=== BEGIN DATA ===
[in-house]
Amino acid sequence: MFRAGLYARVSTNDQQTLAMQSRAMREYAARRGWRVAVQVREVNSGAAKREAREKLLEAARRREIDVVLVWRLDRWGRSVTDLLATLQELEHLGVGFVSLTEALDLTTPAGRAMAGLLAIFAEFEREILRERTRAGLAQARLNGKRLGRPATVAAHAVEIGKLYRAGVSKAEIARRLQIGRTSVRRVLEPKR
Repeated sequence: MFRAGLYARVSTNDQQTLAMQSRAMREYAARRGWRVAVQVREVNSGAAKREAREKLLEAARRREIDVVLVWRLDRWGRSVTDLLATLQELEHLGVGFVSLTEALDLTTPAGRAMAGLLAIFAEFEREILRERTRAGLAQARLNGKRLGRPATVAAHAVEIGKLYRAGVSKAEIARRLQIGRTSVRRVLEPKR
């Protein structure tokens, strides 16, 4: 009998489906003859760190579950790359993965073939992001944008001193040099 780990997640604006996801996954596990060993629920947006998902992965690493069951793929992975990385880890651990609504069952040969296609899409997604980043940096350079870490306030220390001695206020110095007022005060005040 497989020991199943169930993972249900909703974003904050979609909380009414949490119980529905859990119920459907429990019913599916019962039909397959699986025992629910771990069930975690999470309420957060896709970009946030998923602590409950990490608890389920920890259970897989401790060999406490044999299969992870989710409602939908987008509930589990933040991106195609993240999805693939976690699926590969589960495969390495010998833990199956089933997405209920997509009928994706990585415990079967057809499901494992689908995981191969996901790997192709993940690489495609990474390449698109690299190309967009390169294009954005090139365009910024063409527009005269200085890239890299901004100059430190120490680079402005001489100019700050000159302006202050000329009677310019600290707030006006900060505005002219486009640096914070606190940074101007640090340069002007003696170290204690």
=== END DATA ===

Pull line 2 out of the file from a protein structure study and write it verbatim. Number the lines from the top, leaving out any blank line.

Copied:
Amino acid sequence: MFRAGLYARVSTNDQQTLAMQSRAMREYAARRGWRVAVQVREVNSGAAKREAREKLLEAARRREIDVVLVWRLDRWGRSVTDLLATLQELEHLGVGFVSLTEALDLTTPAGRAMAGLLAIFAEFEREILRERTRAGLAQARLNGKRLGRPATVAAHAVEIGKLYRAGVSKAEIARRLQIGRTSVRRVLEPKR